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  • dietz_diggler
    started a topic ammeter bypass?

    ammeter bypass?

    Looking under the dash I see the ammeter is part of the circuit board. Its got a bad spot coming off it and my alternator isn't charging. I'm wanting to by pass it but not sure what wires I should be looking at. Any ideas?
    (76 doba)

  • 440roadrunner
    replied
    Yep the vehicles with an external shunt ammeter had much less current going through the bulkhead. If you've melted your ammeter connections, I'd say you have a wiring problem either out under the hood or in the bulkhead connector. "Something" came loose and "tried" to make the ammeter carry all the current.


    The big problem with external shunt ammeters, is that they were not very well engineered, either, mostly. Most Fords and some Chryslers were very "numb." That is, you could jump in the car, and turn on the lights, and you could not tell if the stupid needle actually moved, or not

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  • dietz_diggler
    replied
    Originally posted by DynoDave View Post
    This whole post was an interesting read.

    So are we saying that later Bs EQUIPPED WITH A SHUNT are not susceptible to having the bulkhead connector melt at the ammeter terminal (and risk burning the car to the ground), as we used to see in the earlier cars (and as seen in this MAD article)?

    I can certainly see where the design (including a shunt) would HAVE TO BE different once the late Bs made the jump to a flexible printed circuit connection for the guages, including the ammeter. There's no way you're flowing the whole current for the car through that paper thin copper strip on the printed circuit, and through a few small contact points on a copper clip to the threads on the guage.
    This makes sense. The printed circuit is melted/burned at the ammeter, and my alternator won't charge and I haven't been able to find the problem yet and thought, (rather hoped) this could be the problem. I'll have to keep looking then. One thing though, the trucks (ie. 1977) still had the ammeter melting problem. Apparently the late B's got an upgrade they didn't.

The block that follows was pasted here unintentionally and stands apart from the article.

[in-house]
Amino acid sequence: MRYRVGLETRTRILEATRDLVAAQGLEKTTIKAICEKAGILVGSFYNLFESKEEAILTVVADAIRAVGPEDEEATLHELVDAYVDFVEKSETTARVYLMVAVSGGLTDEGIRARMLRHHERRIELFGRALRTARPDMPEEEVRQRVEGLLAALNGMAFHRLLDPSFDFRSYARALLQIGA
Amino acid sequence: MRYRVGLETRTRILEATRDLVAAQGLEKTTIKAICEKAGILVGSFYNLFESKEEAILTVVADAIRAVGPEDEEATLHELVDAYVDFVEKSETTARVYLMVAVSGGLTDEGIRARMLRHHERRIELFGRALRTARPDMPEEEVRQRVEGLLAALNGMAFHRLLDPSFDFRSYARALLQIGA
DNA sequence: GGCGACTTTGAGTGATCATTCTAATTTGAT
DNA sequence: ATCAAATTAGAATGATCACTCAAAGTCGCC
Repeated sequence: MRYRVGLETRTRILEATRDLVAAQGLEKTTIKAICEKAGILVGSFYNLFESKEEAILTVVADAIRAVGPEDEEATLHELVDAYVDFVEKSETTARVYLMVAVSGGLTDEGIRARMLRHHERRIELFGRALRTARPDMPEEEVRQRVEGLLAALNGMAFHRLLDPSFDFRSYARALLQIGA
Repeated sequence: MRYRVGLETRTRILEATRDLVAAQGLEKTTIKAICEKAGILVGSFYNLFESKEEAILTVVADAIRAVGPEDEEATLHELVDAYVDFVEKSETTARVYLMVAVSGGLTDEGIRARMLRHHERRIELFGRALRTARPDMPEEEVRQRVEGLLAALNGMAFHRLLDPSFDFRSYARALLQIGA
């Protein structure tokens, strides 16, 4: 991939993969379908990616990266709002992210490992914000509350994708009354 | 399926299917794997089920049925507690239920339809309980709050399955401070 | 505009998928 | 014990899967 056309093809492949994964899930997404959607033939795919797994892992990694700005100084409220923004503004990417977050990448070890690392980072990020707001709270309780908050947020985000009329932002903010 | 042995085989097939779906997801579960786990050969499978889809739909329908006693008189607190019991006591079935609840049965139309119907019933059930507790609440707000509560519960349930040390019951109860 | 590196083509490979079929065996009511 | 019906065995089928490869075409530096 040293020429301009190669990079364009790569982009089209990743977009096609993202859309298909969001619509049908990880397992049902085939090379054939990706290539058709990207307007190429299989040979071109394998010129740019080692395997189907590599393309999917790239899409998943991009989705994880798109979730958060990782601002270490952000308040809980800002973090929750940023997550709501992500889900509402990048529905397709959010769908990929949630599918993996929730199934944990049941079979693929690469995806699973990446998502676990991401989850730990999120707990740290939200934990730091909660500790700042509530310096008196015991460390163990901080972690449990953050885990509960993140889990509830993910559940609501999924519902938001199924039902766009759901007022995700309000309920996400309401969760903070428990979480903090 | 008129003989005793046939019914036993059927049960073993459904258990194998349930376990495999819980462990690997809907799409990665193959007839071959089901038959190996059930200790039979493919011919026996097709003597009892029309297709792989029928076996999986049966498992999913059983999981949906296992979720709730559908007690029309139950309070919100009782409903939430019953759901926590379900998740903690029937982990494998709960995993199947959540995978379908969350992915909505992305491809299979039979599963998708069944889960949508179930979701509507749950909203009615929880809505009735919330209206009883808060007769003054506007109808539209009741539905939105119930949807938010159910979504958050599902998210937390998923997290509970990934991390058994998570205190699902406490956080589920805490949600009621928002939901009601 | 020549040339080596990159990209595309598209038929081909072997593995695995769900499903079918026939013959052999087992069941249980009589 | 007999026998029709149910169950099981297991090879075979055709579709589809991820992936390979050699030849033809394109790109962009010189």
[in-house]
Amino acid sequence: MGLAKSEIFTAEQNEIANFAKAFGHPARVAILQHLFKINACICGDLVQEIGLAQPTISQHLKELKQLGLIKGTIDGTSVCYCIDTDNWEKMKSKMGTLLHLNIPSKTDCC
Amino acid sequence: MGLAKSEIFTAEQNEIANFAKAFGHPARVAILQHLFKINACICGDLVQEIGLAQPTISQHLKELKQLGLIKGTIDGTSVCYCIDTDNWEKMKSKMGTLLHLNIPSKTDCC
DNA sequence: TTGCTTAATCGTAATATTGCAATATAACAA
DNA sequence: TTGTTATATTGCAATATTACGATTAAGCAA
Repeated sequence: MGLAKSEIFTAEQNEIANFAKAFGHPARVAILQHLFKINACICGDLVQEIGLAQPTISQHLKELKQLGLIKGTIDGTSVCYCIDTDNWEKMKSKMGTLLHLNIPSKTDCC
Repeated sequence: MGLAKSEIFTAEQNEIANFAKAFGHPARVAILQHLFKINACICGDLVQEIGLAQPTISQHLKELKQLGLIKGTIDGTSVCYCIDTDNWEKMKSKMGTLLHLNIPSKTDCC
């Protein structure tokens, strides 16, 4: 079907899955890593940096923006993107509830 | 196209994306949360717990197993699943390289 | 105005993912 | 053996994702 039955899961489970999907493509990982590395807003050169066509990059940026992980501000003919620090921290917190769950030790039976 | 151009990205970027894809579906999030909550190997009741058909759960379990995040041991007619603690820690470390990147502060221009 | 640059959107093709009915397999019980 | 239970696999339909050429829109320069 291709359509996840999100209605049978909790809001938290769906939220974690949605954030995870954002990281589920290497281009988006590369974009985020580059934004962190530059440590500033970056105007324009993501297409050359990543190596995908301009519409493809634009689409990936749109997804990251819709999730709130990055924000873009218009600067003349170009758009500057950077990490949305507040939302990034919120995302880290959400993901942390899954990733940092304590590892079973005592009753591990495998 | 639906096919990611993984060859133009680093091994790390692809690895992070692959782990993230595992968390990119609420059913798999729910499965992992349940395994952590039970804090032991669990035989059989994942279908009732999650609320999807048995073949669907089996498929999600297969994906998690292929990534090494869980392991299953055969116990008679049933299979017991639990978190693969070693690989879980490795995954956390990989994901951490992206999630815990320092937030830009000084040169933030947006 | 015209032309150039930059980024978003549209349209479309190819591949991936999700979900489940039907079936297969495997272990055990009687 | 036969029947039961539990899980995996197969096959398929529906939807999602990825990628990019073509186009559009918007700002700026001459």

Last edited by dietz_diggler; 12-11-2010, 08:30 AM.

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  • DynoDave
    replied
    Originally posted by 440roadrunner View Post
    OK here's the thing----that Mad diagram has nothing to do with your car. Your car uses a different approach to the ammeter, known as "external shunt". The meter in your dash is NOT an ammeter at all, but a more sensitive meter movement. It actually uses part of the in-harness wiring as the shunt. If you go back to the first reference I made, the diagram shows "shunt" in the engine bay area. This is not actually a shunt in so far as a separate part, but rather, the harness itself

    If someone could post a REAL diagram---I.E. the one out of the shop manual, I could help explain better how this works.

    I cropped a bit out of this part of the diagram:

    http://www.mymopar.com/downloads/1976/76CordobaA.JPG

    see the wire marked "shunt" on the left side? That is actually just part of the wiring, and is "tapped into" so to speak by the "ammeter" connection wires.




    To put it another way, your "ammeter" uses very small wiring, and the meter is actually just reading a portion of the current.

    And---to put it YET another way, you could cut the wires to your "ammeter" and the car would continue to operate completely normally--except that the meter would not indicate.

    The MAD diagram is referring to the older cars which use a "full current" ammeter and are easily recognized by having very large conductors --no10 or so-- rather than small no 18-16 or so as your car uses


    This whole post was an interesting read.

    So are we saying that later Bs EQUIPPED WITH A SHUNT are not susceptible to having the bulkhead connector melt at the ammeter terminal (and risk burning the car to the ground), as we used to see in the earlier cars (and as seen in this MAD article)?

    I can certainly see where the design (including a shunt) would HAVE TO BE different once the late Bs made the jump to a flexible printed circuit connection for the guages, including the ammeter. There's no way you're flowing the whole current for the car through that paper thin copper strip on the printed circuit, and through a few small contact points on a copper clip to the threads on the guage.

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  • 440roadrunner
    replied
    OK here's the thing----that Mad diagram has nothing to do with your car. Your car uses a different approach to the ammeter, known as "external shunt". The meter in your dash is NOT an ammeter at all, but a more sensitive meter movement. It actually uses part of the in-harness wiring as the shunt. If you go back to the first reference I made, the diagram shows "shunt" in the engine bay area. This is not actually a shunt in so far as a separate part, but rather, the harness itself

    If someone could post a REAL diagram---I.E. the one out of the shop manual, I could help explain better how this works.

    I cropped a bit out of this part of the diagram:

    http://www.mymopar.com/downloads/1976/76CordobaA.JPG

    see the wire marked "shunt" on the left side? That is actually just part of the wiring, and is "tapped into" so to speak by the "ammeter" connection wires.